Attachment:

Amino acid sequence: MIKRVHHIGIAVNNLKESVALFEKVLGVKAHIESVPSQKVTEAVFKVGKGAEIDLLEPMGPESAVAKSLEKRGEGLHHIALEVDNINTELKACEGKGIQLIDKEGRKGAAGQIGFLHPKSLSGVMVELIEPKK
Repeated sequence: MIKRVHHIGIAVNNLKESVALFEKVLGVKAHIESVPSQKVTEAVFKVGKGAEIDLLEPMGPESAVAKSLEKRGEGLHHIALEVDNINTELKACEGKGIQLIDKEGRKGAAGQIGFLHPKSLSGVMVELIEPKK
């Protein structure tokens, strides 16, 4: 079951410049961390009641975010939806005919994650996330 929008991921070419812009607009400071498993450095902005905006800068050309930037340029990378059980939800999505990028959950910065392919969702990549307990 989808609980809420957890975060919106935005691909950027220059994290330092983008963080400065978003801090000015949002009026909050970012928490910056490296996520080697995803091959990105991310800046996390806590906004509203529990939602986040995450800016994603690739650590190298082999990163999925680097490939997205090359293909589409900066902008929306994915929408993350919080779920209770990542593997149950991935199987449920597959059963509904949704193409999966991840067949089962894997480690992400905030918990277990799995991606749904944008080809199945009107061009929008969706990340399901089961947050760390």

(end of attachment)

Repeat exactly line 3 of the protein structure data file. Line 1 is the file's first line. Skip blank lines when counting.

């Protein structure tokens, strides 16, 4: 079951410049961390009641975010939806005919994650996330 929008991921070419812009607009400071498993450095902005905006800068050309930037340029990378059980939800999505990028959950910065392919969702990549307990 989808609980809420957890975060919106935005691909950027220059994290330092983008963080400065978003801090000015949002009026909050970012928490910056490296996520080697995803091959990105991310800046996390806590906004509203529990939602986040995450800016994603690739650590190298082999990163999925680097490939997205090359293909589409900066902008929306994915929408993350919080779920209770990542593997149950991935199987449920597959059963509904949704193409999966991840067949089962894997480690992400905030918990277990799995991606749904944008080809199945009107061009929008969706990340399901089961947050760390």